Rick Santorum's departure from the presidential race could not come soon enough for Mitt Romney. In proving himself more tenacious than anyone predicted, Santorum dramatized one of Romney's major problems, created another, and forced the now inevitable Republican nominee into a strategic dilemma.
Republicans may condemn class warfare, but their primaries turned into a class struggle. Romney performed best among voters with high incomes, and was consistently weaker with the white working class, even in the late primaries where he put Santorum away. And Romney cannot win without rolling up very large margins among less well-off whites.
At the same time, Santorum's strength among evangelical Christians pressured Romney to toughen his positions even as the Republican Party as a whole, at both the state and national levels, has pushed policies on contraception and abortion that have alienated many women, particularly the college educated.
This is Romney's other problem: Among college-educated white men, Romney had a healthy 57 percent to 39 percent lead over President Obama in the latest Washington Post/ABC News poll. But among college-educated white women, Obama led Romney by 60 percent to 40 percent. This netted to a rather astounding 38-point gender gap, compared with a net 27-point gap among all white voters. (Thanks to Peyton Craighill of the Washington Post's polling staff for extracting these numbers, which are based on registered voters.) Overall, the poll taken before Santorum left the race showed Obama leading Romney by 51 percent to 44 percent.
Thus the box the primaries built for Romney: He must simultaneously court evangelical Christians and working-class voters who have eluded him so far, but also reassure socially moderate women higher up the class ladder who, for now, are providing Obama with decisive margins. It's not easy to do both.
Even if the most conservative Republicans who supported Santorum and Newt Gingrich largely fall into line out of antipathy to Obama, Romney still has to worry about whether they'll be enthusiastic enough to turn out in the large numbers he'll need. Yet if he concentrates on winning back upscale women, who now favor Obama by even larger margins than they gave him in 2008, Romney will only aggravate his enthusiasm problem on the right.
Romney's predicament is Obama's opportunity. The president is moving aggressively to take advantage of the class opening afforded him by the candidate of "a couple of Cadillacs," "I like being able to fire people" and "corporations are people, my friend." In a series of speeches in Florida the day Santorum withdrew, Obama hit repeatedly on the twin themes of fairness and opportunity. He called for a nation in which "everybody gets a fair shot, and everybody does a fair share, and everybody plays by the same set of rules," while eviscerating Rep. Paul Ryan's fiscal plan, which Romney supports, as a budget "that showers the wealthiest Americans with even more tax cuts."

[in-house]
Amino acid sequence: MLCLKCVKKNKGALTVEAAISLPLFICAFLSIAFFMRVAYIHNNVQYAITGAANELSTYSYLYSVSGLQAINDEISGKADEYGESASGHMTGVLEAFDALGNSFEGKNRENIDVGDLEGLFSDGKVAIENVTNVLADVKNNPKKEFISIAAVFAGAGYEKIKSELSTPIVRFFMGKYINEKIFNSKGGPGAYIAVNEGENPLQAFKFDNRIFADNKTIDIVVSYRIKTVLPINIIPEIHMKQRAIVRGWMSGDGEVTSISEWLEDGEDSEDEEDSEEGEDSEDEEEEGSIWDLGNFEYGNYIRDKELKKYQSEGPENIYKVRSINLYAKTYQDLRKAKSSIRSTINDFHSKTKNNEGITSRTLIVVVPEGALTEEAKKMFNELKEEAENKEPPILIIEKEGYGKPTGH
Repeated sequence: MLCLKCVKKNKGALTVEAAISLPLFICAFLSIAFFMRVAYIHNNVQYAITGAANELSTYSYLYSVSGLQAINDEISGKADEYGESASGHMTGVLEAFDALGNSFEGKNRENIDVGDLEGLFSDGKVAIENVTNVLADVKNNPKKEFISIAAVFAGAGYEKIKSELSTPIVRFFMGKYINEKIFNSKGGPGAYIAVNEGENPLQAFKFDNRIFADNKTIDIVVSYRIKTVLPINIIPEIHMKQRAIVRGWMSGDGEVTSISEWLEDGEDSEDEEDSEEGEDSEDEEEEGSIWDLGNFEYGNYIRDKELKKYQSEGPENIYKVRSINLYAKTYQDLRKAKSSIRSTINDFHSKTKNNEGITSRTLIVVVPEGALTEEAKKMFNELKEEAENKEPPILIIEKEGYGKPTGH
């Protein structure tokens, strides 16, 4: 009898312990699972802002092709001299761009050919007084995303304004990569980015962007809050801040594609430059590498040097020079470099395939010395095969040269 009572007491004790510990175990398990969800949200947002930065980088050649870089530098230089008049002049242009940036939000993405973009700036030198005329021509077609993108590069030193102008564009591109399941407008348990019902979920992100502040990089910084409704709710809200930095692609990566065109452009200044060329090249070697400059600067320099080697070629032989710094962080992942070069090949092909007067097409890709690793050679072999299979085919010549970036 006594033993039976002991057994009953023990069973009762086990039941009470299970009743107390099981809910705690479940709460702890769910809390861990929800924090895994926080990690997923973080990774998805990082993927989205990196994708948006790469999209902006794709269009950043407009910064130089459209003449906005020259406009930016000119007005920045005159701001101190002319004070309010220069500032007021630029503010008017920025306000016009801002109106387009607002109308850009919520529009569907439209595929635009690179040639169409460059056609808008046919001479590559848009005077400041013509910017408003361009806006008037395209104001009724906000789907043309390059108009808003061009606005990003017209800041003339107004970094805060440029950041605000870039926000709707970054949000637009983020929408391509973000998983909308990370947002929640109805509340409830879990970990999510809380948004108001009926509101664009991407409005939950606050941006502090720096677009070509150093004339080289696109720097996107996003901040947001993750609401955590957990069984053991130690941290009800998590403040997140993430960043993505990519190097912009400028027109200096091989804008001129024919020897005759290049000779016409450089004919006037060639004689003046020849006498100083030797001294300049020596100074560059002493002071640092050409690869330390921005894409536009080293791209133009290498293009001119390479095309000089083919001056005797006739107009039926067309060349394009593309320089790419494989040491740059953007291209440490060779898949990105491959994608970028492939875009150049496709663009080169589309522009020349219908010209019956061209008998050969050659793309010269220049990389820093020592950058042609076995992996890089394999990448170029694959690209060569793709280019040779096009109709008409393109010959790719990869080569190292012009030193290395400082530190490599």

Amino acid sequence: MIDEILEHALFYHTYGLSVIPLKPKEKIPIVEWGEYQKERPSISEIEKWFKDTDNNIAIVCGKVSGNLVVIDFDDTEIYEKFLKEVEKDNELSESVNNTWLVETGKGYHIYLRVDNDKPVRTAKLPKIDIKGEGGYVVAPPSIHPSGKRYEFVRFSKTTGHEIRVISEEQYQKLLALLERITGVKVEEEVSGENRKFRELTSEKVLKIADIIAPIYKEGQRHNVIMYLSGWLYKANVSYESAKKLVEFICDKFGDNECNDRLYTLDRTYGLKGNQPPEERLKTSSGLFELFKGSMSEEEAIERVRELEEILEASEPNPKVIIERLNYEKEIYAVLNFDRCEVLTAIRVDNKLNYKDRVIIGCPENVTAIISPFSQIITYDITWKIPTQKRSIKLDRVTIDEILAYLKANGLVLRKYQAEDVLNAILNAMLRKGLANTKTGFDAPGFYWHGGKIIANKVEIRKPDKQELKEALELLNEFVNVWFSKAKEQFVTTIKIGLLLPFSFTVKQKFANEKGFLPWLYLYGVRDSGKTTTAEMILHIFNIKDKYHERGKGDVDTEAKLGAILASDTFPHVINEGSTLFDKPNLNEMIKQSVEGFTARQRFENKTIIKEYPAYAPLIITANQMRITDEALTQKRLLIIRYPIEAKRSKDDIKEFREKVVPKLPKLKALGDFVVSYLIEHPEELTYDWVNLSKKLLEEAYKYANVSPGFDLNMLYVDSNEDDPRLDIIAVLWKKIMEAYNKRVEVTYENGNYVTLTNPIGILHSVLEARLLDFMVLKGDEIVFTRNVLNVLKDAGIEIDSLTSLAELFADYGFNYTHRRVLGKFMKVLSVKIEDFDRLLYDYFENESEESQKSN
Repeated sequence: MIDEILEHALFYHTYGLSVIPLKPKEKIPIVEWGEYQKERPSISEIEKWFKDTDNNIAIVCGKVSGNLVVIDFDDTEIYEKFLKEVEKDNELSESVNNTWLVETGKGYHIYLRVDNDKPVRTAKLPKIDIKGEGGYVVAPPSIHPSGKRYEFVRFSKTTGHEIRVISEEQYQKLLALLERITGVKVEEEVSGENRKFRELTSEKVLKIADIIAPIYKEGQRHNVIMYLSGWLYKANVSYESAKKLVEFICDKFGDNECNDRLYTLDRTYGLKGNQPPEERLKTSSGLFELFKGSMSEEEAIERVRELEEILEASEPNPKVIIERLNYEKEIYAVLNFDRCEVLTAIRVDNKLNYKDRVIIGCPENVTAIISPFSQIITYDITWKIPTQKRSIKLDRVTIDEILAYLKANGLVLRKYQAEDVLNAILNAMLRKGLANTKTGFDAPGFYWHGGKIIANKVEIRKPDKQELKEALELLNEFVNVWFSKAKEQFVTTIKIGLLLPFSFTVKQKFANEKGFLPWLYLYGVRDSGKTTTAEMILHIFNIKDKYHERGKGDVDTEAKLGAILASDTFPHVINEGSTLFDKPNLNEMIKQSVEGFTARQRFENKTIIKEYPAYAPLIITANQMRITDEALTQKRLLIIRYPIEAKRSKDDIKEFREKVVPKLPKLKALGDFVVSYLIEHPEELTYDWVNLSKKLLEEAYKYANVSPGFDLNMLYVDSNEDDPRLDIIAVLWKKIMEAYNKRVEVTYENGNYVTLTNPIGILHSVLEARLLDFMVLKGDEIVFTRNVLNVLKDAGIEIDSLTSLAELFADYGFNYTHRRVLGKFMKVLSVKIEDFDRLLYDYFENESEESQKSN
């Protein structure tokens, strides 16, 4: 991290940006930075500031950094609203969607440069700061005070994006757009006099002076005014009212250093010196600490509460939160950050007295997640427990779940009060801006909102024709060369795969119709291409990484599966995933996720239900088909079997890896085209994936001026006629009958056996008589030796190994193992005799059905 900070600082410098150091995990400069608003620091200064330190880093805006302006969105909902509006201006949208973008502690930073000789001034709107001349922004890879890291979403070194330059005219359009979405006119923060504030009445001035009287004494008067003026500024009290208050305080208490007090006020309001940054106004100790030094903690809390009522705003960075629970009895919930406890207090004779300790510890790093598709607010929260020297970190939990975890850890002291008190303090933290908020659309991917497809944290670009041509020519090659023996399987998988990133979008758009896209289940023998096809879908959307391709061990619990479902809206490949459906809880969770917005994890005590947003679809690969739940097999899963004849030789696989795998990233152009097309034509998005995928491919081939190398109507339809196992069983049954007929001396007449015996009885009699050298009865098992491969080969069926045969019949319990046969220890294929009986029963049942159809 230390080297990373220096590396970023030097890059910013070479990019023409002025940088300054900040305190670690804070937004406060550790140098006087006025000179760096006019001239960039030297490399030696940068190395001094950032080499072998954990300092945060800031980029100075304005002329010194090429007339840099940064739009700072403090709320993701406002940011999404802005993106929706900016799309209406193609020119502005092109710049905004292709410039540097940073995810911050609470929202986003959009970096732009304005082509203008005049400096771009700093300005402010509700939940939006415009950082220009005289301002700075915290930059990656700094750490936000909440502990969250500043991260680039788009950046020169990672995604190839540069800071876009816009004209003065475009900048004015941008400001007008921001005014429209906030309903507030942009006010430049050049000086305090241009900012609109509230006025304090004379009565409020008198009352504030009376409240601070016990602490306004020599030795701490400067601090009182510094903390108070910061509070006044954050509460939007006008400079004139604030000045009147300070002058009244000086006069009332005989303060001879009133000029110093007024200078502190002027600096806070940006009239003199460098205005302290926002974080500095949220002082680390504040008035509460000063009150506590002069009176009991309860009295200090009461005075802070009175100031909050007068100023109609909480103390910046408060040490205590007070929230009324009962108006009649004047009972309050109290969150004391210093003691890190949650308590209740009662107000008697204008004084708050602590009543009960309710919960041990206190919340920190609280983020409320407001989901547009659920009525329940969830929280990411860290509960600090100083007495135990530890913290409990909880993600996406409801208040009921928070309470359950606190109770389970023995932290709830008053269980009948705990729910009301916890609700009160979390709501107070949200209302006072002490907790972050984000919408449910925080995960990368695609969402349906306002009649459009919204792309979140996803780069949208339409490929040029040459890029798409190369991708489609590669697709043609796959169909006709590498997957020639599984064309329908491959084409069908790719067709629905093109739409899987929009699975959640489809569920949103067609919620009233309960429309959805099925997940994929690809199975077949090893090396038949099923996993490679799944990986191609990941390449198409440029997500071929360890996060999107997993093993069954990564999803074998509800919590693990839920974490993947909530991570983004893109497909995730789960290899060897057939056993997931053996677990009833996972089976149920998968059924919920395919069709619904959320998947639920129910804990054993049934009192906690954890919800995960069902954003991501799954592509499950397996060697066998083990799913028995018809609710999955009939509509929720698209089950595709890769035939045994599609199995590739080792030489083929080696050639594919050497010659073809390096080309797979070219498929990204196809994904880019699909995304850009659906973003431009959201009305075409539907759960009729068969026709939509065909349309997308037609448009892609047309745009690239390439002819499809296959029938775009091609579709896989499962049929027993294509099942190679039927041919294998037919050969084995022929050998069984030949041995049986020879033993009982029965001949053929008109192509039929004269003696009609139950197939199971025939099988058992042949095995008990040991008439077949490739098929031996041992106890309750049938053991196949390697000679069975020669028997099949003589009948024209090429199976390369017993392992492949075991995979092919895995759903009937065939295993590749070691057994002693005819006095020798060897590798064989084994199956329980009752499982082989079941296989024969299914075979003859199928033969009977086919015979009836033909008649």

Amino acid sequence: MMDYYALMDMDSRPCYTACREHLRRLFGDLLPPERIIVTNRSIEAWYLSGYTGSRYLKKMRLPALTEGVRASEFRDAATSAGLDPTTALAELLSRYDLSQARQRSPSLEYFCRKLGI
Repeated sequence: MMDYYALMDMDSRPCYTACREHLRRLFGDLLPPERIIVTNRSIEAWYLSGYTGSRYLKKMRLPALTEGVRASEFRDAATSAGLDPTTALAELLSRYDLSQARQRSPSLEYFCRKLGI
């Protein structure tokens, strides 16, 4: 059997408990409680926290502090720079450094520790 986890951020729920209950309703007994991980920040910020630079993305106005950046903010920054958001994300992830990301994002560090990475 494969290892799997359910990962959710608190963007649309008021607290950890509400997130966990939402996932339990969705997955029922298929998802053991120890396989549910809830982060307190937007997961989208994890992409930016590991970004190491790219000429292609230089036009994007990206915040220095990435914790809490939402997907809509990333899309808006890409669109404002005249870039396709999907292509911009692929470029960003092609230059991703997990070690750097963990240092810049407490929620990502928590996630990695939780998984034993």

Most conservatives seem oblivious to the party's working-class problem, but not all. Henry Olsen, a vice president at the American Enterprise Institute, says Republicans need to understand that the GOP's success in the 2010 House races was built in less affluent districts at a moment when Obama's approval rating among white working-class men was so low "that it was only a few points higher than Richard Nixon's was at the time of his resignation."
Olsen sees Obama's echoes of Bill Clinton's pledges to help those who "work hard and play by the rules" as shrewd politics aimed at rehabilitating his standing with such Americans. And in Romney, Obama faces a candidate whose "troubles in the primary electorate demonstrated his trouble in connecting with the white working class." Romney, Olsen says, "has difficulties with his background, difficulties with his manner, some difficulties Obama shares."
Romney isn't losing downscale whites. The Post/ABC poll showed him leading Obama by 19 points among white voters without a college education. The problem: That's roughly the lead John McCain had in this group in 2008, and we know who won that election. Obama, Olsen said, can lose the white working class "by a substantial margin" and still win because of his strength among African-Americans, Latinos and well-educated women.
Yes, it's still early. Renewed economic jitters in Europe could spoil a fragile American recovery. But for now, Romney finds himself in a political maze with no obvious path out. He's there partly because of his own mistakes, but he was also led to this point because of the unlikely strength of Rick Santorum's challenge.
E. J. Dionne Jr. is a syndicated columnist, professor of government at Georgetown University, and a senior fellow at the Brookings Institution. His most recent book is Our Divided Political Heart: The Battle for the American Idea in an Age of Discontent (Bloomsbury Press).